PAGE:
Terror victims find redress in Canadian Courts

The threat of terror is a global travesty that seems to respect no geographic boundaries. It is incumbent on Canada and other countries to work together to deter the sponsorship of terrorism and to obtain civil justice against those entities that support and enable its proliferation.

What is the Justice For Victims of Terrorism Act?

On March 13, 2012, the Canadian Government enacted the Justice For Victims of Terrorism Act (JFVT Act). This law takes aim at perpetrators of terrorism and their supporters, which includes the Islamic Republic of Iran and the Syrian Arab Republic, who have been listed by the Government of Canada as terror supporting states.

The preamble of the JFVT Act sets out various reasons as to why such a law would be needed. For example, the fact that terror is dependent on financial and material support, and the fact that hundreds of Canadians have been injured or killed in acts of terror provides support for this law. The fact that states that support terror should not benefit from state immunity with regard to their assets provides a further rationale for this law.

What does the Justice For Victims of Terrorism Act permit?

The JFVT Act allows victims of terror to sue the perpetrators of terrorism and those that support it in a Canadian court. Victims can seek redress for terrorist acts committed anywhere globally from January 1, 1985 onwards.

In addition, the JFVT Act permits the suspension of limitation periods so that victims are not penalized if they cannot initiate a lawsuit within the normally required limitation period due to physical, mental or psychological conditions or if they cannot ascertain the identity of the perpetrator or their supporters.

Cases in Point

In Ontario, courts have already begun to recognize and permit the enforcement of foreign judgments under the JFVT Act. This is further supported by a significant 2014 court decision in which more than $7 million dollars worth of Canadian assets belonging to Iran were ordered seized by Justice Brown of the Ontario Superior Court of Justice. This decision will allow terror victims to share in these assets.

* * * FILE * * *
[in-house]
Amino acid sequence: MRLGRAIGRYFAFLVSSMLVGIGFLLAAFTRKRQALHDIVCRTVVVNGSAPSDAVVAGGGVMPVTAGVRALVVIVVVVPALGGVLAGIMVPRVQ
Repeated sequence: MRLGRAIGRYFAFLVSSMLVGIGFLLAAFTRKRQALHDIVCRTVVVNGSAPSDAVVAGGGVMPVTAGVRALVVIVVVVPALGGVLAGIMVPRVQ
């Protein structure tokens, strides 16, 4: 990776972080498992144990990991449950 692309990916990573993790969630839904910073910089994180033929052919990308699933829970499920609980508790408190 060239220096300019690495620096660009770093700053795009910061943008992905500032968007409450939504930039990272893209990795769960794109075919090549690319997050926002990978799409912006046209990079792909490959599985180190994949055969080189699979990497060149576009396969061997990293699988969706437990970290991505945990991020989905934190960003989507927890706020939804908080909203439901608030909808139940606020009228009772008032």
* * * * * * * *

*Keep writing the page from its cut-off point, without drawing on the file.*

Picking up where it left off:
The decision responds to the cruel treatment that Mr. Edward Tracy received after being kidnapped and held in captivity for more than two years: being confined to a car trunk, being chained up, and being threatened with death and beatings. He obtained an $18.5 million judgment against Iran in a 2003 trial in the United States, but could not collect. This judgment was then recognized in the Ontario court system, which directed enforcement against several Ontario properties owned by Iran as well as Iranian bank accounts.

Other terror victims include Dr. Sherri Wise, a Vancouver dentist badly burned in a 1997 Hamas suicide bombing in Jerusalem, and the first Canadian to make a claim under the JVTA Act.


Before the JFVT Act came into force, victims of terrorism had no means of obtaining legal redress in Canada from those listed entities under the JFVT Act due to international immunity laws. The JFVT Act essentially sets aside these immunity laws for listed terror supporting states allowing victims to obtain and enforce civil judgments against non-diplomatic assets in Canada. It also creates more exposure for listed entities by holding them accountable on a global scale if foreign judgments can be enforced in Canada (in addition to other countries).

Although much more work needs to be done to combat terrorism, this is a step in the right direction to deter funding and to compensate those who have been harmed by such atrocities.


Written by

Lawson is the founding lawyer of Hennick Law.

He received his Bachelor of Science degree in Biology from York University, and then attended University of Ottawa’s Faculty of Law graduating with a Bachelor of Laws degree in 2009 before being called to the Ontario Bar in 2010.

Lawson articled with a boutique litigation firm where he gained experience in a variety of practice areas including representing Indian Residential School survivors to obtain compensation through the Independent Assessment Process for sexual and physical harms suffered.

Since his call to the bar, Lawson has devoted his legal practice exclusively to the area of personal injury and employment law. He started his firm in 2019 and regularly acts for clients on injury claims including motor vehicle accidents, slip and falls, product liability, dog bite cases and employment law disputes. He regularly appears before the Superior Court of Justice and has also appeared before the Financial Services Commission of Ontario (FSCO) and License Appeal Tribunal.